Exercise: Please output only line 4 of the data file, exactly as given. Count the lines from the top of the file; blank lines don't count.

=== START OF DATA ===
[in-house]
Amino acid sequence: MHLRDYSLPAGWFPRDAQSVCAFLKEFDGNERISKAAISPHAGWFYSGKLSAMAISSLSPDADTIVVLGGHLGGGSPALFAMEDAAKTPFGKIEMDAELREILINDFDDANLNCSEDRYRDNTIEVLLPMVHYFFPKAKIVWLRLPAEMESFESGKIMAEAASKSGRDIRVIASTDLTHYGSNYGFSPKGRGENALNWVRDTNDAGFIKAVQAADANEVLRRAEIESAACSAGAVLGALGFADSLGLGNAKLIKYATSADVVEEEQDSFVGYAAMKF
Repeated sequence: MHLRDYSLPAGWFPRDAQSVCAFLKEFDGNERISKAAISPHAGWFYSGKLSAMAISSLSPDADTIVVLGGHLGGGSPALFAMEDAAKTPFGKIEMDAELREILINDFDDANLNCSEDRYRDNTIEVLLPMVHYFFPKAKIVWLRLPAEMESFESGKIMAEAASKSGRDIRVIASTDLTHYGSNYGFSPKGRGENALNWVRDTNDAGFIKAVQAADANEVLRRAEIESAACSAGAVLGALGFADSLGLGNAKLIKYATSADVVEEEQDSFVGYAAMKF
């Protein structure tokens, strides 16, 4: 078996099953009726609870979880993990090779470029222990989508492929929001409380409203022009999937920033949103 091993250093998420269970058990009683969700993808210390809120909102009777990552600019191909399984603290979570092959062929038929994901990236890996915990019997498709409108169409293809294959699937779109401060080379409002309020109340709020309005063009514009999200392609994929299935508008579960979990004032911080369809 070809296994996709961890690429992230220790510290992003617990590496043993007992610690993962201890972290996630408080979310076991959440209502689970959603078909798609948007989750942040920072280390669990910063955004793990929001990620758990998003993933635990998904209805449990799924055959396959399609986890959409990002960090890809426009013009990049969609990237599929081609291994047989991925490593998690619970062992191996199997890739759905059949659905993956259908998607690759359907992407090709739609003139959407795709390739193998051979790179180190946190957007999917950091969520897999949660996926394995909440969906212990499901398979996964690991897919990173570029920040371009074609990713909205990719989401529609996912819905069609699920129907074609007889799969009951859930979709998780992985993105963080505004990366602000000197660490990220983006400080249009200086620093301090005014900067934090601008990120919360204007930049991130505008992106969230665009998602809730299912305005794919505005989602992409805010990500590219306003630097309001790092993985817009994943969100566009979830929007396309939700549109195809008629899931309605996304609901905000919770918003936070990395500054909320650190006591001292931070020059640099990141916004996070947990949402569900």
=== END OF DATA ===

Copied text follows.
């Protein structure tokens, strides 16, 4: 078996099953009726609870979880993990090779470029222990989508492929929001409380409203022009999937920033949103 091993250093998420269970058990009683969700993808210390809120909102009777990552600019191909399984603290979570092959062929038929994901990236890996915990019997498709409108169409293809294959699937779109401060080379409002309020109340709020309005063009514009999200392609994929299935508008579960979990004032911080369809 070809296994996709961890690429992230220790510290992003617990590496043993007992610690993962201890972290996630408080979310076991959440209502689970959603078909798609948007989750942040920072280390669990910063955004793990929001990620758990998003993933635990998904209805449990799924055959396959399609986890959409990002960090890809426009013009990049969609990237599929081609291994047989991925490593998690619970062992191996199997890739759905059949659905993956259908998607690759359907992407090709739609003139959407795709390739193998051979790179180190946190957007999917950091969520897999949660996926394995909440969906212990499901398979996964690991897919990173570029920040371009074609990713909205990719989401529609996912819905069609699920129907074609007889799969009951859930979709998780992985993105963080505004990366602000000197660490990220983006400080249009200086620093301090005014900067934090601008990120919360204007930049991130505008992106969230665009998602809730299912305005794919505005989602992409805010990500590219306003630097309001790092993985817009994943969100566009979830929007396309939700549109195809008629899931309605996304609901905000919770918003936070990395500054909320650190006591001292931070020059640099990141916004996070947990949402569900």